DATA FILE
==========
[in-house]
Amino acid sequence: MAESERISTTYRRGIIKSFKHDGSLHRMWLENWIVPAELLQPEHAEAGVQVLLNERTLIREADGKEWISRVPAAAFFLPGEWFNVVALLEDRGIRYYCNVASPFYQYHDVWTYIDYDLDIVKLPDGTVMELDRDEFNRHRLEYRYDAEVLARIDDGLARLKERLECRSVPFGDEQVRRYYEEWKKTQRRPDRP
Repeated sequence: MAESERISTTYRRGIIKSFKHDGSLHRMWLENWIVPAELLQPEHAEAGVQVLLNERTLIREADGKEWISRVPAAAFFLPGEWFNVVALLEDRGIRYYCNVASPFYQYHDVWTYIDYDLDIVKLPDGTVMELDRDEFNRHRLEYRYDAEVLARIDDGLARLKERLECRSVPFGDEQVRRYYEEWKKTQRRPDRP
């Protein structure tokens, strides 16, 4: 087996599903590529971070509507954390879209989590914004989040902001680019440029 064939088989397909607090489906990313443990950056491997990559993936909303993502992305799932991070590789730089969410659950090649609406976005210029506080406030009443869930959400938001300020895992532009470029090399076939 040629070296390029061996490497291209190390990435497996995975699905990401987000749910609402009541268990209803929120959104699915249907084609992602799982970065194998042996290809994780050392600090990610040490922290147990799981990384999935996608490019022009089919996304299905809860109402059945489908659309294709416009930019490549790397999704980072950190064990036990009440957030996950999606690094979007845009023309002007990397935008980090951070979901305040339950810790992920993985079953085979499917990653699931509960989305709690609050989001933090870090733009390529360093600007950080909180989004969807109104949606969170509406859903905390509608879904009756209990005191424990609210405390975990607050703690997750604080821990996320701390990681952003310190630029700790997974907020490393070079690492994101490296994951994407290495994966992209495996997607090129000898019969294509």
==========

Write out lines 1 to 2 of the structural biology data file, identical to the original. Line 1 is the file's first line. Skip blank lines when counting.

[in-house]
Amino acid sequence: MAESERISTTYRRGIIKSFKHDGSLHRMWLENWIVPAELLQPEHAEAGVQVLLNERTLIREADGKEWISRVPAAAFFLPGEWFNVVALLEDRGIRYYCNVASPFYQYHDVWTYIDYDLDIVKLPDGTVMELDRDEFNRHRLEYRYDAEVLARIDDGLARLKERLECRSVPFGDEQVRRYYEEWKKTQRRPDRP